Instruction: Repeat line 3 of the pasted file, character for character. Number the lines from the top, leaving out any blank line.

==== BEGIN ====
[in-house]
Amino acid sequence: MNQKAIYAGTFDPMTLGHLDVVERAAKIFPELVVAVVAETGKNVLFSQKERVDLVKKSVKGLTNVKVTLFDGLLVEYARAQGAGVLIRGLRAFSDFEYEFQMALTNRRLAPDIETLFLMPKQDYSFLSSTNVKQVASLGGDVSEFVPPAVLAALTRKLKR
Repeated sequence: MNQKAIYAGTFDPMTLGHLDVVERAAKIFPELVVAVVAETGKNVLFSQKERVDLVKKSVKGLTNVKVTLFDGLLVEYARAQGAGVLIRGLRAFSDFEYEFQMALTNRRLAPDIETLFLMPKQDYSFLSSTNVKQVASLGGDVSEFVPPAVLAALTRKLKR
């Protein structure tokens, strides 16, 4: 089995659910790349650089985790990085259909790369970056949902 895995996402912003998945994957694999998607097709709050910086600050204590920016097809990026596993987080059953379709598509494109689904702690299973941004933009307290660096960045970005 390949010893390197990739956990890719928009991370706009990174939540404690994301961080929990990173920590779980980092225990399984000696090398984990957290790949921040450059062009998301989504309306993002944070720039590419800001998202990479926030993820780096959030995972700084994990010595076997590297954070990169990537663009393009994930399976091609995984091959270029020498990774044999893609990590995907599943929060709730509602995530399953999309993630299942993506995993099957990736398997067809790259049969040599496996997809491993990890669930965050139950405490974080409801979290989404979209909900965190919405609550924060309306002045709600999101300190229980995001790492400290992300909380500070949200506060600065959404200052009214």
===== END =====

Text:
Repeated sequence: MNQKAIYAGTFDPMTLGHLDVVERAAKIFPELVVAVVAETGKNVLFSQKERVDLVKKSVKGLTNVKVTLFDGLLVEYARAQGAGVLIRGLRAFSDFEYEFQMALTNRRLAPDIETLFLMPKQDYSFLSSTNVKQVASLGGDVSEFVPPAVLAALTRKLKR